Mergers and acquisitions have always presented financial, legal, and reputational risks. And in today’s global data economy, cyber due diligence must be a part of any business investment. Both businesses and regulators acknowledge customer data as a powerful commodity. Thus, it is important for a successful negotiation and deals closure that the acquirer understands the cyber risks it could inherit before and after they make an investment. Read on to know how cyber due diligence informs a merger and acquisition and the steps that must be taken to get it right:
The Barrier to Undertaking Cyber Due Diligence
Usually, the problem is that cyber due diligence is misperceived as somebody else’s problem. Thus, many think it could be sorted after a transaction or that it can be resolved under the radar from regulators or the public eye. However, this is not the case. Every business that wants to invest in or acquire another business should demonstrate they have undertaken pre-transaction cyber due diligence to the regulators if a breach will be discovered. The business community should learn from examples like the 2016 incident when Verizon leveraged findings from their cyber due diligence on two data breaches at Yahoo!. The telecoms giant negotiated a deal whereby Yahoo! would continue to be responsible for liabilities from shareholder lawsuits and federal investigations after the acquisition. Elijah cyber due diligence experts will help educate any acquiring companies about the importance of cyber due diligence.
Cyber Due Diligence is an Important Negotiation Tool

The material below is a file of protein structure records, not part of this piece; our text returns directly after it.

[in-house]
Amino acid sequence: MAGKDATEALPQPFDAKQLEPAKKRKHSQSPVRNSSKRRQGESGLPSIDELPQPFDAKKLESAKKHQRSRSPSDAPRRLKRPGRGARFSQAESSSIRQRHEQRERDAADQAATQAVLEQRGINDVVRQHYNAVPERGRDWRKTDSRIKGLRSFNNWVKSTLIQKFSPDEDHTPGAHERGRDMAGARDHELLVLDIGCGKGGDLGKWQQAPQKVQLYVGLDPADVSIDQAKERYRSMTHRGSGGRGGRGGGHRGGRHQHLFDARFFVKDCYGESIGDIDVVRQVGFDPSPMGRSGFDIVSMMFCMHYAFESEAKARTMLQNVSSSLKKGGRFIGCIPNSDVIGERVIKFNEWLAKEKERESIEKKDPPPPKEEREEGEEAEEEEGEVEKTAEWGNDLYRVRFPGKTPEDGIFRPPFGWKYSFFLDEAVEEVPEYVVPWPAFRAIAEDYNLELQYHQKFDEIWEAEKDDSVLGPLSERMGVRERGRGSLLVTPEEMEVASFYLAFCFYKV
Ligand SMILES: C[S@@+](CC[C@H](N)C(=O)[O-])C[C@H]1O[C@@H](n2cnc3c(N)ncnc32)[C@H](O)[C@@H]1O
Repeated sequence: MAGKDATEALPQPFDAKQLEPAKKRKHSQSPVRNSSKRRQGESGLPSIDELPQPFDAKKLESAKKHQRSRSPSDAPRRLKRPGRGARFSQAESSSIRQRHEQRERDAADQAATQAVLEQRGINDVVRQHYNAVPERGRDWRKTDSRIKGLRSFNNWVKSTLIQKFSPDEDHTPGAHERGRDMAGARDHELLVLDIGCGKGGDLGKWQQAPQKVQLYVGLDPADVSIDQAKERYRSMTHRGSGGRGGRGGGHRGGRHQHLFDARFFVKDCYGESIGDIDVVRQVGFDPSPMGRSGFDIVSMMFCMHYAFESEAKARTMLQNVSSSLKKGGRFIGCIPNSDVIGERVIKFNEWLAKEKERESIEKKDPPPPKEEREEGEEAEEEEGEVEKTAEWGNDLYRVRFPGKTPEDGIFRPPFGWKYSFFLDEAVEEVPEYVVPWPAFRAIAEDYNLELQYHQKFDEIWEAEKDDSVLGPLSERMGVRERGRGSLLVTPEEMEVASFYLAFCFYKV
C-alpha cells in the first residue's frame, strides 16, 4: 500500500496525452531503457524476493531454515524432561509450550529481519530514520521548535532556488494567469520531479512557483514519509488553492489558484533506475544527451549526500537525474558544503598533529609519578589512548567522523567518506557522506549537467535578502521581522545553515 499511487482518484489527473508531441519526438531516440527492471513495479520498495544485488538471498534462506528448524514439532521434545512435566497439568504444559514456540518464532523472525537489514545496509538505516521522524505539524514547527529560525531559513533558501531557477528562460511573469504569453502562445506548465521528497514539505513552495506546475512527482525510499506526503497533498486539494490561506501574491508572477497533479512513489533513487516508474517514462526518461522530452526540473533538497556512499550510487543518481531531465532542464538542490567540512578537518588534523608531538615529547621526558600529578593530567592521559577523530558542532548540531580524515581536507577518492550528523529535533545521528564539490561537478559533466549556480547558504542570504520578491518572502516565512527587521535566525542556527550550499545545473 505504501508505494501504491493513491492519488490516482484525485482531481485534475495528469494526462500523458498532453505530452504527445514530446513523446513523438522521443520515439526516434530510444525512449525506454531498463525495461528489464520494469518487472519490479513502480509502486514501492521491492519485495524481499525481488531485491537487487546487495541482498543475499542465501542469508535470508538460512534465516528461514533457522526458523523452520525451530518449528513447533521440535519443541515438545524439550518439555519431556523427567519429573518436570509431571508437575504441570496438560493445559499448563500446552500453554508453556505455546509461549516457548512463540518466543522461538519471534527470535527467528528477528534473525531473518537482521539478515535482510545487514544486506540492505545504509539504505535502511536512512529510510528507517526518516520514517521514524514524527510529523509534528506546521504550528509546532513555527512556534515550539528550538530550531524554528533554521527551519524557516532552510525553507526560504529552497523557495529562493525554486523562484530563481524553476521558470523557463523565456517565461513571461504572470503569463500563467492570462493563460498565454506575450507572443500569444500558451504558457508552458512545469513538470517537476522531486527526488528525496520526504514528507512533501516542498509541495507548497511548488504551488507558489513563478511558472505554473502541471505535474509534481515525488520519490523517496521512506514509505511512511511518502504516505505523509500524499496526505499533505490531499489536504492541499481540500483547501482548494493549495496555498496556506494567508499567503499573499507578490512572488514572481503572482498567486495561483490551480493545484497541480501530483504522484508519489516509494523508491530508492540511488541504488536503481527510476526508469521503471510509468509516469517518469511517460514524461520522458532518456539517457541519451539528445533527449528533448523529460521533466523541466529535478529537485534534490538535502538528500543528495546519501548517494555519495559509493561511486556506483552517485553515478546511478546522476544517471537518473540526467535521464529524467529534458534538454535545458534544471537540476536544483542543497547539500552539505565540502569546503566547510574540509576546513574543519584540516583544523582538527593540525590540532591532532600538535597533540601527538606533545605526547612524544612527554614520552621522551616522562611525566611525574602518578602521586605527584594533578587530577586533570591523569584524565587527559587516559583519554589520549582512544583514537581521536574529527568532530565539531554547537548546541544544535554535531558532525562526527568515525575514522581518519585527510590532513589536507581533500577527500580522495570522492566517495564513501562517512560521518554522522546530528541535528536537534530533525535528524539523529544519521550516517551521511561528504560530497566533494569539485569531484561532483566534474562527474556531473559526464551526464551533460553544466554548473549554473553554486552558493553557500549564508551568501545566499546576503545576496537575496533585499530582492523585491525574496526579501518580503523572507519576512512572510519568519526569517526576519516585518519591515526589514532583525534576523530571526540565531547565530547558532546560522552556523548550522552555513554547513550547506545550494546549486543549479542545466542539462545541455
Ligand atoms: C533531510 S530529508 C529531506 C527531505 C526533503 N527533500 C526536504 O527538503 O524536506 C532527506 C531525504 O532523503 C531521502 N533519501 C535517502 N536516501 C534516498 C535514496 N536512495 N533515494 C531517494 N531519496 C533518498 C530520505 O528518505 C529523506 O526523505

If cyber due diligence is performed as a pre-transaction precaution, it can be an essential tool. It serves as a negotiation tool if acquisition decision-makers identify red flags from the due diligence process. Also, the findings of cyber due diligence can be used for benchmarking other acquisitions. Companies will find this helpful if they are rapidly expanding their portfolios. Standardizing cyber due diligence outputs with the findings from conventional due diligence practices allows investors to have a holistic view of risks across a portfolio. Deal teams can also leverage the data t put the investor in the best possible position to negotiate the acquisition price and terms.
How It Works
Cyber due diligence specialists who specialize in cyber threat analysis should perform pre-transaction cyber due diligence. Their job could include evaluating the external cyber threats and internal maturity of a target company. Also, they need to determine the costs of remediating identified security weaknesses. They have to share the outputs of these evaluations with deal teams to let them make calculated risks about the acquisition and drive the decision-making on investing.